By Dennis Rainey
Do you know the three most important trees in the Scriptures? The Easter season and its message are masterfully woven around these trees. Let me explain …
Last summer we visited our son and his wife, and their five daughters. The age spread is pretty entertaining and interesting: The older four were 11-16 years old and the youngest was at that time just six weeks!
Barbara and I had decided we wanted to do something tangible, meaningful, and enduring for our granddaughters, so we decided to buy them some trees and help them plant a small orchard. They chose three trees—a cherry, plumb, and apple tree.
As grandparents we look for creative ways to pass on our faith in Christ. So as we drove back to their home with the trees, we talked about how certain “trees” in the Bible were chosen by God to communicate an important message.
Examples of these trees include:
Zacchaeus in the sycamore tree, illustrating his pursuit of Jesus.
The fig tree that Jesus cursed because it hadn’t produced fruit. It illustrated the lack of spiritual fruit within the nation of Israel.
The palm tree branches that were laid on the ground as Jesus made His triumphal entry into Jerusalem, representing the peace that Christ came to give.
We decided to give the four older girls an assignment: Find the three most important trees in the Bible and explain why each tree earns that label.
Amazingly, they nailed it. Way to go Savannah, Caroline, Annabelle, and Katie! You make Mimi and Papa and your parents proud!
On this Good Friday I want to describe these three uncommon trees and describe how their stories ties in to the “Big Story” narrative of the Bible and the transcendent message of Easter.
#1: The tree of the knowledge of good and evil
“The Lord God took the man and put him in the garden of Eden to work it and keep it. And the Lord God commanded the man saying, ‘You may surely eat of every tree of the garden, but of the tree of the knowledge of good and evil you shall not eat, for in the day that you eat of it you shall surely die.” Genesis 2:15-17
We know the rest of the story … the serpent tempted the woman to eat from the tree and then spoke words to her that have echoed out of the garden and reverberate today: “Indeed, has God said, ‘You shall not eat from any tree of the garden’?” (Genesis 3:1).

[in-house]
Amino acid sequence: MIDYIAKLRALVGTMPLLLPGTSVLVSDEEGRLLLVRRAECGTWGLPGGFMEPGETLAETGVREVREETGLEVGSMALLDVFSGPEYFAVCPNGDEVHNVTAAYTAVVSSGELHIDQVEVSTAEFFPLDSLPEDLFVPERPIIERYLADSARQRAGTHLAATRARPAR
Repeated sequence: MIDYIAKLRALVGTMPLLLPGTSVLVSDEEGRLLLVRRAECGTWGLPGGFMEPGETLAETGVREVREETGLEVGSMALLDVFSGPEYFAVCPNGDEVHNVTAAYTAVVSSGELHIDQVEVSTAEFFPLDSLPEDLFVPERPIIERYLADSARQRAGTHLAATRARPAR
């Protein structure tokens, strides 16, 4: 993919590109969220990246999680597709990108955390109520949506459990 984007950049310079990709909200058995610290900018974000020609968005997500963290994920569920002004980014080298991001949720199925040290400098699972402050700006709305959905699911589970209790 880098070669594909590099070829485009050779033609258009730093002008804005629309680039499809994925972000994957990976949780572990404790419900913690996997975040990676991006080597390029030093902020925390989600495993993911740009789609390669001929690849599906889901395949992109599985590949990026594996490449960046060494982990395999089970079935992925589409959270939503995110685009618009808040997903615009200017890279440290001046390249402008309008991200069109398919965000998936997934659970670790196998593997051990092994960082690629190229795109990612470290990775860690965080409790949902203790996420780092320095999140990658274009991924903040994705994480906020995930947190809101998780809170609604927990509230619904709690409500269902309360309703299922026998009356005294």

Those three words, “Has God said?” are the essence of mankind’s spiritual, cultural and moral revolutions. Questioning or ignoring what God has clearly said poisoned the human race with the sin of wanting to “be like God.” We have a desire to want to be our own god, to question God. To not be accountable to our Creator. The human race and the stream that poured out of the Garden of Eden were poisoned with pride.
The Russian dissident Aleksandr Solzhenitsyn, who came to faith in Christ while in a Russian gulag (prison), said it best: “Pride grows on the human heart like lard on a pig.” It’s the default setting on our hearts.
As a result of Eve’s and Adam’s disobedience to God, they were driven out of the Garden of Eden by their Creator (Genesis 3:22-24). And ever since, mankind has needed someone to pay for the penalty of his sin and offer forgiveness and peace with God.
As a junior at the university that was my struggle and my need. I wanted to be my own god. I didn’t want to surrender and yield the control and ownership of my life to anyone, let alone Jesus. I was the captain of my soul.
I was lost. I wasn’t fulfilling my Creator’s design and purpose for my life. My soul was empty, and I was restless, chasing after other gods.